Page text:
But what of the film itself that was the result of all this trial and tribulation? Richard Williams avowedly intended The Thief and the Cobbler to be nothing less than the finest animated film ever made, and much of the footage comes tantalizingly close to realizing that ambition. In such passages as the beloved-by-animation-buffs War Machine sequence, initially completed in 1982, we see some of the most incredible artistry that hand-drawn animation is capable of: the raw number of moving elements, and the three-dimensional movement through and around sets, would still be dazzlingly complicated even today. And Williams and his animators did it without the benefit of a single, solitary computer.
Other sequences of almost as much complexity abound. In one chase scene, the thief and cobbler themselves chase each other down a geometrically outlandish stairway in stark black and white, a complex deep space made out of strong, basic shapes. Even as simple a matter as a character shuffling cards is graced with Williams's intense fixation on detail and perfection: all 52 cards in the deck have been individually drawn. The great majority of the film has been animated "on ones," meaning that every frame of film is a different drawing (even the most prestigious, expensive animation of the sort practiced at Disney is generally "on twos," with new drawing only every second frame). This allows for an exceptional amount of fluidity in character movement and in the non-existent camera's journey's through three-dimensional space. It's also a major reason why the film was perpetually over budget and behind schedule; that many drawings do take a great deal of time.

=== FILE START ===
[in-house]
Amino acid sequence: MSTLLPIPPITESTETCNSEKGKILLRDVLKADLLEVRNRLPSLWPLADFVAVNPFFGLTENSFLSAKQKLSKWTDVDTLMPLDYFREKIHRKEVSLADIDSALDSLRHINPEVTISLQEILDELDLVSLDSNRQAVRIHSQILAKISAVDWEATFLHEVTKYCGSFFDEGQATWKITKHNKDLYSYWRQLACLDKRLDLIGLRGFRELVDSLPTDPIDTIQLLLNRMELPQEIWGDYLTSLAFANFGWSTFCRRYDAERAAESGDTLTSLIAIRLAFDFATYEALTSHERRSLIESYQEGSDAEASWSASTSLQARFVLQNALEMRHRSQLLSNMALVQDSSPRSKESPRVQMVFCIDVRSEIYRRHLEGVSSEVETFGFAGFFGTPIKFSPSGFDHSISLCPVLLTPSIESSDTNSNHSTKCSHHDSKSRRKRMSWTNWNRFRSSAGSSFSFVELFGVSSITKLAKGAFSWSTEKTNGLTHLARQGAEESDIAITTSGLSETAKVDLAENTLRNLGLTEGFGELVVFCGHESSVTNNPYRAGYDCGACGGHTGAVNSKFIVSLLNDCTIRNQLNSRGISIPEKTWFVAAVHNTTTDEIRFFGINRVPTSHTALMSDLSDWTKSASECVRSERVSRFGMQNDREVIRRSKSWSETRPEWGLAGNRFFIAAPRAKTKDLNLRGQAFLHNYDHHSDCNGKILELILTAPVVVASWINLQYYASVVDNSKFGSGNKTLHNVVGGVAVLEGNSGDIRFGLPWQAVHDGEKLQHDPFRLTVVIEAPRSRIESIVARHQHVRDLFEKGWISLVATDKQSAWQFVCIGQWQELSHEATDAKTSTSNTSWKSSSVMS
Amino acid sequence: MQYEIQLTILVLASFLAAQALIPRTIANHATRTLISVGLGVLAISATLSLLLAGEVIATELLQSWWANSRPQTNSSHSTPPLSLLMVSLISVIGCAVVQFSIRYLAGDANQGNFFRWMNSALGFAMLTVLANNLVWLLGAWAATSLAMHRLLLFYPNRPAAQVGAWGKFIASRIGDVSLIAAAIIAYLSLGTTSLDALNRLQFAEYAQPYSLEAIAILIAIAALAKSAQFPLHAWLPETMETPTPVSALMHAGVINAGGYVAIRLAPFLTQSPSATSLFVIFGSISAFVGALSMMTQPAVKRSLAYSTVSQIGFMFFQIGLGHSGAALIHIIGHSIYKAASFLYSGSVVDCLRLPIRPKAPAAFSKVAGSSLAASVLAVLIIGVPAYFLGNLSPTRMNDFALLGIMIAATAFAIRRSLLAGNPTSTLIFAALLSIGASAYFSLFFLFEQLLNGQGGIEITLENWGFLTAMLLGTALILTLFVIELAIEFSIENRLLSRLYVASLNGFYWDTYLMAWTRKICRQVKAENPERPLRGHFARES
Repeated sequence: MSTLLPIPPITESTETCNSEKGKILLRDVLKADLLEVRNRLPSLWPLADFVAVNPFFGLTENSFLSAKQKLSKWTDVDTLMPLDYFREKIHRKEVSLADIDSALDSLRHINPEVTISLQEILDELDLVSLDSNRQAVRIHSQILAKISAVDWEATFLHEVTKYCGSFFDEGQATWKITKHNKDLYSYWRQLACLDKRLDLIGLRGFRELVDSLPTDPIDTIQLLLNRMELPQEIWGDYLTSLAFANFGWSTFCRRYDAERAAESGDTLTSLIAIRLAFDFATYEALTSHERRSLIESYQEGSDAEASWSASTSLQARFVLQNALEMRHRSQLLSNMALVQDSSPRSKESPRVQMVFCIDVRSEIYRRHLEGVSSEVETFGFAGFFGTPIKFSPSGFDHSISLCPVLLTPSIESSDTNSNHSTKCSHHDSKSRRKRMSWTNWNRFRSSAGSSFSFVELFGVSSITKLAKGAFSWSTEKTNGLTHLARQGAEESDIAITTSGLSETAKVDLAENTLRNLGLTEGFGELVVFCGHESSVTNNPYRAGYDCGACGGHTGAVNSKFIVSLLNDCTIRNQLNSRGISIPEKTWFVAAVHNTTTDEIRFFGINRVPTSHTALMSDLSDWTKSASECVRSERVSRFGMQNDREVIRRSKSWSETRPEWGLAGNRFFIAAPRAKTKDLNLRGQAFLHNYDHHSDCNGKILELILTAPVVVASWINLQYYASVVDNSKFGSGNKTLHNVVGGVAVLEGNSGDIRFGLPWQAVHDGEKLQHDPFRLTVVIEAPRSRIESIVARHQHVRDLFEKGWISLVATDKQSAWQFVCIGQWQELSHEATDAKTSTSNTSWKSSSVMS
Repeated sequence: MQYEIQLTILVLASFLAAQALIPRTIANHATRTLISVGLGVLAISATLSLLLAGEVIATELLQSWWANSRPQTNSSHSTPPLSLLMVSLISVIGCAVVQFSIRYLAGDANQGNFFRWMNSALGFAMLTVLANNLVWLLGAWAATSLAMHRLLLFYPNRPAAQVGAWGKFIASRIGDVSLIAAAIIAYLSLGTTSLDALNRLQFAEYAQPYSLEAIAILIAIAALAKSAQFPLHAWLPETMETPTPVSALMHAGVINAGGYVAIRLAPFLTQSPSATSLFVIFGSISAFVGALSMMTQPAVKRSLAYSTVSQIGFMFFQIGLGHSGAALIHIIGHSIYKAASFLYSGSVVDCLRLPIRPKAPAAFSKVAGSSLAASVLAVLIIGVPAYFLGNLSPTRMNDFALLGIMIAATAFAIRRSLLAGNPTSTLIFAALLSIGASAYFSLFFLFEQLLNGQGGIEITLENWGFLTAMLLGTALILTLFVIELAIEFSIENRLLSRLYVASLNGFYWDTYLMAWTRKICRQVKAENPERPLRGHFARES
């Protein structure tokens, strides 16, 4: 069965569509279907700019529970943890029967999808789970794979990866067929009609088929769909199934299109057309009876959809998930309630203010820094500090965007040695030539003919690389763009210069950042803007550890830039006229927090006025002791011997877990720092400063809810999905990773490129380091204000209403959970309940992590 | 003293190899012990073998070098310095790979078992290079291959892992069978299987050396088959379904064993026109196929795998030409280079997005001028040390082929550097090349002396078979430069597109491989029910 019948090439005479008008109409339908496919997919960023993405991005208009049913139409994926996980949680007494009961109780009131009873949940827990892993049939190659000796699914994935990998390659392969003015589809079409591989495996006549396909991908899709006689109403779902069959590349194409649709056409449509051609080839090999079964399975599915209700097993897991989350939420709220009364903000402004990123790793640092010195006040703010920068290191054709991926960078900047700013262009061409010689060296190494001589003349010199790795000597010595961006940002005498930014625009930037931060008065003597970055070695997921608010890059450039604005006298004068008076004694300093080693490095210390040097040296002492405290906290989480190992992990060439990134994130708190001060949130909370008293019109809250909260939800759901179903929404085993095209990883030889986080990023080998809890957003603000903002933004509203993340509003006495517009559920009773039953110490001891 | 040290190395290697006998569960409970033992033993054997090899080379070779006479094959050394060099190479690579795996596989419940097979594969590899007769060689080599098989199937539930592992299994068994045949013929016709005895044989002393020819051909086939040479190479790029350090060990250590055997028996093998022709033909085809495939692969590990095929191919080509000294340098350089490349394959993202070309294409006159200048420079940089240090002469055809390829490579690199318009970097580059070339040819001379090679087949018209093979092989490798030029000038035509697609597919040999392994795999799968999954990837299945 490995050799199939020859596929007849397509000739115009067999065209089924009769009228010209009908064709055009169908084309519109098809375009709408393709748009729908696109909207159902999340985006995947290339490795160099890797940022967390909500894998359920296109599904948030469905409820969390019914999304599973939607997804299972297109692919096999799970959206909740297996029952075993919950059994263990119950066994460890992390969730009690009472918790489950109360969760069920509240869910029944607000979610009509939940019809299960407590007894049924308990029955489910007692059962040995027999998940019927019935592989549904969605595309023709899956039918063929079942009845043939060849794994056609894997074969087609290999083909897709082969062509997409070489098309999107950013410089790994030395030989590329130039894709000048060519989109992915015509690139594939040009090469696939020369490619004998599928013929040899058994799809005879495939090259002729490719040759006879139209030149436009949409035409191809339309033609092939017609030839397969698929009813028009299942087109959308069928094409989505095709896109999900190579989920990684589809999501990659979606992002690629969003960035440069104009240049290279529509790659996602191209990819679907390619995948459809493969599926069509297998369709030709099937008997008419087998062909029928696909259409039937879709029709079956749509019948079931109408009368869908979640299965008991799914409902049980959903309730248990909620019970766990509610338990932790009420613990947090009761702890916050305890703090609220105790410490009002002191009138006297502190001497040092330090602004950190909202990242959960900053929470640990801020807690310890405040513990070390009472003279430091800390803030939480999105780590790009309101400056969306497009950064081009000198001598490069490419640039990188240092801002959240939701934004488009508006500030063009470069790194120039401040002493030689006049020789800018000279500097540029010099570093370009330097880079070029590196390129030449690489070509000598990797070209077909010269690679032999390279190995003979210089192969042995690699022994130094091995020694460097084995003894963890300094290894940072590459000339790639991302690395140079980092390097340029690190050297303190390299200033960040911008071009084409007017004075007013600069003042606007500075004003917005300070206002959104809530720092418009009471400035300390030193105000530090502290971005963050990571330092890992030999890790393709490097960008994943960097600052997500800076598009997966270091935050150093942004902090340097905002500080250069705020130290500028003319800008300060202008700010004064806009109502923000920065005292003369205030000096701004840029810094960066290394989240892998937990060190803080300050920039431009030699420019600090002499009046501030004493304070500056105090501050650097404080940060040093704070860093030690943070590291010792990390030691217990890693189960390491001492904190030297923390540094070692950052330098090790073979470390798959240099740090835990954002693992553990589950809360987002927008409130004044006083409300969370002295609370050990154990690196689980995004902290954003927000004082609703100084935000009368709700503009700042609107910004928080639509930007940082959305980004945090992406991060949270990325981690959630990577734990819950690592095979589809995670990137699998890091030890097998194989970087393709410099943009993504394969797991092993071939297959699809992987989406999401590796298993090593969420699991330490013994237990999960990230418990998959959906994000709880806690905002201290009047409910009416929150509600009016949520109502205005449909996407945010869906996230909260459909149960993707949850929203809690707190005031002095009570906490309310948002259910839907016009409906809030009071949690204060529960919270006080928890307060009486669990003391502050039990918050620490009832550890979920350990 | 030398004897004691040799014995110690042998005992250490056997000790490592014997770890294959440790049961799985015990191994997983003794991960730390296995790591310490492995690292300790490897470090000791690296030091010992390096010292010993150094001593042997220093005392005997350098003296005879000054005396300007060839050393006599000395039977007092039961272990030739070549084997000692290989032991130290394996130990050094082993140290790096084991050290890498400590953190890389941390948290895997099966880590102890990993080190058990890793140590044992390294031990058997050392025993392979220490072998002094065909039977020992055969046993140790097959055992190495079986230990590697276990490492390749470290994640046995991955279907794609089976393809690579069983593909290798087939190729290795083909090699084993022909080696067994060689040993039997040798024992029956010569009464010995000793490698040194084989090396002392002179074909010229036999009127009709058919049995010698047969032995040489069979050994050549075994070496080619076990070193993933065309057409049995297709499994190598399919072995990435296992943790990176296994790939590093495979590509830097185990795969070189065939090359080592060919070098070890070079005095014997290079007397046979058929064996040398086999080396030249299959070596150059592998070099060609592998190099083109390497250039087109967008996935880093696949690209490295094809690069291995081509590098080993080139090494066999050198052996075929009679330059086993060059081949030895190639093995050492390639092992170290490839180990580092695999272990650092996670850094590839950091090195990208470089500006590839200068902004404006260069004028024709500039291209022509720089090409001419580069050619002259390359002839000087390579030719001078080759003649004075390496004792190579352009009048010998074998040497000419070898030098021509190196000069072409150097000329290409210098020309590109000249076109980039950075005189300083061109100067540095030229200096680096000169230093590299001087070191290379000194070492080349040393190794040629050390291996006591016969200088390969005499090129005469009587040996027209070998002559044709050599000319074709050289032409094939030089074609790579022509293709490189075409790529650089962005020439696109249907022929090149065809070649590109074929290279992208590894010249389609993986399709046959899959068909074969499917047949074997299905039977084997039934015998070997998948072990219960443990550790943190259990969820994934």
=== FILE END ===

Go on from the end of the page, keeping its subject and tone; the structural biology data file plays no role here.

Stylistically and visually, The Thief and the Cobbler is like no other animated feature; it draws from the modernist mid-century style of the UPA animation studio, from traditional Middle Eastern aesthetics, and from the rich history of American cartoons. It's a great treat for the eyes, highly skilled craftsmanship making some of the most spectacular imagery you will ever see in an animated film. This emphasis on style does come at a cost, though: the film can be a bit clumsy as a story. There are slow patches, redundancies, and a generally aimless momentum throughout. It's hard not to conclude that Williams really was getting lost in his head and ambitions, losing sight of how the film was actually working.
Still, those ambitions are magnificent. The Thief and the Cobbler, even incomplete, is a once-in-a-lifetime triumph, a panoply of gorgeous visuals like you've never seen and very likely won't see again. For Williams, still actively working (he received an Oscar nomination for the 2015 short film Prologue), the film represents a lost dream; while he supports the restoration efforts in all their various states of completion, he's steadfastly remained separate from them. For the rest of us, it is a cinematic vision like few others, and the greatest work of animation that ever wasn't.